In the last post we came to know what a resistor is and why it is used in electronics. In today's post we will learn about the math that is associated with these resistors. The unit of resistance is called ohms.

Voltage is directly proportional to current, which means more the voltage, more will be the current. Hence

V/I = R

where V is potential difference (voltage)across the resistor,I is current and R is the resistance.

We will know apply the formula we just saw.

1. Say you have a resister wired up in a closed circuit. The potential difference is 6 volts and the current flowing through the circuit is 2 amperes. Calculate the resistance of the resistor.

Ans- We are given that the potential difference across the 2 ends of the resistor is 6v. We also know that the current flowing through the circuit is 2 amps. Hence by using the formula V/I = R

6/2 = 3 ohms.

Note:- While using the formula, all the units must be in SI system.

2. An led operates at 3 v and requires current not more than 20 milli-amperes. Calculate the value of the resistor if the led is connected to a circuit having a potential difference of 6 v.

Ans- This problem is a little different . You cannot directly apply the formula here. First we need to know the potential difference across the 2 ends of the resistor. We know that the led requires 3v. Hence from 6v, 3v must be reserved for the led and therefore we are left with 3v. This is the potential difference across the resistor. Now we need the current to not exceed 20 milli-amperes. Hence by using the formula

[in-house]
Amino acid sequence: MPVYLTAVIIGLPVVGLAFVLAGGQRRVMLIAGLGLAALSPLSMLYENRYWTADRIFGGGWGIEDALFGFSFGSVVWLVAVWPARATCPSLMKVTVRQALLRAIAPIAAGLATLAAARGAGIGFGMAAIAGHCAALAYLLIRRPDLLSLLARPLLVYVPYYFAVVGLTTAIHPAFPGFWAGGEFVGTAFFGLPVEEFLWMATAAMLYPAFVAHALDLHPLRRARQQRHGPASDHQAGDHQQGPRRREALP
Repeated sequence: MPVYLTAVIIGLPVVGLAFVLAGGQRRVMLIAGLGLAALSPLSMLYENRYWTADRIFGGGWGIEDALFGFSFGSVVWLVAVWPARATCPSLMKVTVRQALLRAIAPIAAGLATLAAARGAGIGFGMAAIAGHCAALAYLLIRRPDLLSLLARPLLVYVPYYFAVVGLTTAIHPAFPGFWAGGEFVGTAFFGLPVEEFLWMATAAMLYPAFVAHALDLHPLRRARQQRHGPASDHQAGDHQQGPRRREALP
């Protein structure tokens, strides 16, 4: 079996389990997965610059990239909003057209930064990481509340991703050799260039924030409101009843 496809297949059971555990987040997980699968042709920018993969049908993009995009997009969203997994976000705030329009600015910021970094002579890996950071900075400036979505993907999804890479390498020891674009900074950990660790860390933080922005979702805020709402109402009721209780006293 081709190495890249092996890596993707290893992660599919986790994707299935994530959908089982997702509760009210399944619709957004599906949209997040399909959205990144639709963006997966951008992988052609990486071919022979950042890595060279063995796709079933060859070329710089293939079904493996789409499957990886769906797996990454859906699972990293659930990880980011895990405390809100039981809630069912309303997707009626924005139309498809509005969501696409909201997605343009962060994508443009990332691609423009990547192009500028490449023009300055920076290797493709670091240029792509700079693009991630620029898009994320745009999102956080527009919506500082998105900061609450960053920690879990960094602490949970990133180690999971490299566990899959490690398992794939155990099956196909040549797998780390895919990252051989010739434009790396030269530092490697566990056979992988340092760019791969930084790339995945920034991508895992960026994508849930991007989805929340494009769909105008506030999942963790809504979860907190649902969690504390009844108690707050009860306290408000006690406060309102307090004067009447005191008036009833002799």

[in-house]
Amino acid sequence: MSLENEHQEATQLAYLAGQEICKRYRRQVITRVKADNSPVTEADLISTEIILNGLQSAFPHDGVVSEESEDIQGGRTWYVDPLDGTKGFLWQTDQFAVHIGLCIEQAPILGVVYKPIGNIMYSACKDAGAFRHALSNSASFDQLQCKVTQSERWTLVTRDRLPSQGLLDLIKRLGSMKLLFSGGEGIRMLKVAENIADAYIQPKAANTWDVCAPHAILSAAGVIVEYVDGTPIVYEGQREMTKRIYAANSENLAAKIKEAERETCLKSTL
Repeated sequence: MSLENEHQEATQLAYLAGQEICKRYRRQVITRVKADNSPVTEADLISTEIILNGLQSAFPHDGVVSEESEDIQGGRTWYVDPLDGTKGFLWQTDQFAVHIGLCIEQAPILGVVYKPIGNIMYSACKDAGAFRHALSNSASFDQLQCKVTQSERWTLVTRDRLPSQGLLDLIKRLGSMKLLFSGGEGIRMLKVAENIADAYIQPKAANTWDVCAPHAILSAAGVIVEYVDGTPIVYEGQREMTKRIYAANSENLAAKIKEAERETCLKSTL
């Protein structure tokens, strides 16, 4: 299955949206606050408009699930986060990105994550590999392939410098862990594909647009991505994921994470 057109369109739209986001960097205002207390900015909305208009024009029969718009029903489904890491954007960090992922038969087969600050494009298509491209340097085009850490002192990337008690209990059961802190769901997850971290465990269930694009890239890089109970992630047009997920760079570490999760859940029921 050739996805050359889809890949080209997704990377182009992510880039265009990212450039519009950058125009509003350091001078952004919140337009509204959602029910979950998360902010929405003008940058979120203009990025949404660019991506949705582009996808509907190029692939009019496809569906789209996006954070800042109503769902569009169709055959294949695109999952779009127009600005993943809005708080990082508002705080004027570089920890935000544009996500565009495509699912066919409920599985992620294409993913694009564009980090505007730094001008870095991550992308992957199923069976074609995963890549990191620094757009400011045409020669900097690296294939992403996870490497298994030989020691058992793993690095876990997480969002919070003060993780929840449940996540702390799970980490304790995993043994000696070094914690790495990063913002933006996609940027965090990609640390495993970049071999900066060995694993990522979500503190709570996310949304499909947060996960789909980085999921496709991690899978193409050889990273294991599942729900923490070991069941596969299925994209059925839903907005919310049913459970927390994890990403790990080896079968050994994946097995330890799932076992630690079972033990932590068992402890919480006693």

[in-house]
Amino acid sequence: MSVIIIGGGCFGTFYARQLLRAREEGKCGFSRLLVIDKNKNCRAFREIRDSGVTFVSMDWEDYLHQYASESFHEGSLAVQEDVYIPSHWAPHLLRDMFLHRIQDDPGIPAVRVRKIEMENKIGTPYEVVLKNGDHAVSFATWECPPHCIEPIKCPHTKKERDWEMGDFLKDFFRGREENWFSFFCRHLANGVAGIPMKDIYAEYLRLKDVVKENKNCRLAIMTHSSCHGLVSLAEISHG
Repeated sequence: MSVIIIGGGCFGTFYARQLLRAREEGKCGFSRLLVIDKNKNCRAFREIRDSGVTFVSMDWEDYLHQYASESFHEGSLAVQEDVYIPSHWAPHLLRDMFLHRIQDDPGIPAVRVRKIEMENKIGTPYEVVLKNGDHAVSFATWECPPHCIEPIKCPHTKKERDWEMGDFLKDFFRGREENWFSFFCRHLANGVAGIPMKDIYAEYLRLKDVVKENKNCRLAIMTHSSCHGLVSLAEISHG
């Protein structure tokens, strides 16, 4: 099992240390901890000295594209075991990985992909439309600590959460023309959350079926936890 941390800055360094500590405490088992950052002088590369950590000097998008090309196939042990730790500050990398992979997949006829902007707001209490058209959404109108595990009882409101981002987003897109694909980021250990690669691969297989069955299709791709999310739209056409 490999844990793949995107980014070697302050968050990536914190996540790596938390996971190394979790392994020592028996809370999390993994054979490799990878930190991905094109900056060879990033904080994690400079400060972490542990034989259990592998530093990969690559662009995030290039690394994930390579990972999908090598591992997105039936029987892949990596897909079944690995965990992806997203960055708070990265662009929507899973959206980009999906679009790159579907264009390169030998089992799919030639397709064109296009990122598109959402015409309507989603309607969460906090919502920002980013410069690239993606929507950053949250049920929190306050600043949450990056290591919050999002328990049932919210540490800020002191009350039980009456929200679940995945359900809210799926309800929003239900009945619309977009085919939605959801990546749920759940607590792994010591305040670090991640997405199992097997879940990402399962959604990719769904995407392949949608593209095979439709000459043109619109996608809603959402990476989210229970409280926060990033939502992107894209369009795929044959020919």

V/I = R

3/0.02 = 150ohms

Voltage is directly proportional to current, which means more the voltage, more will be the current. Hence

V/I = R

where V is potential difference (voltage)across the resistor,I is current and R is the resistance.

We will know apply the formula we just saw.

1. Say you have a resister wired up in a closed circuit. The potential difference is 6 volts and the current flowing through the circuit is 2 amperes. Calculate the resistance of the resistor.

Ans- We are given that the potential difference across the 2 ends of the resistor is 6v. We also know that the current flowing through the circuit is 2 amps. Hence by using the formula V/I = R

6/2 = 3 ohms.

Note:- While using the formula, all the units must be in SI system.

2. An led operates at 3 v and requires current not more than 20 milli-amperes. Calculate the value of the resistor if the led is connected to a circuit having a potential difference of 6 v.

Ans- This problem is a little different . You cannot directly apply the formula here. First we need to know the potential difference across the 2 ends of the resistor. We know that the led requires 3v. Hence from 6v, 3v must be reserved for the led and therefore we are left with 3v. This is the potential difference across the resistor. Now we need the current to not exceed 20 milli-amperes. Hence by using the formula

V/I = R

3/0.02 = 150ohms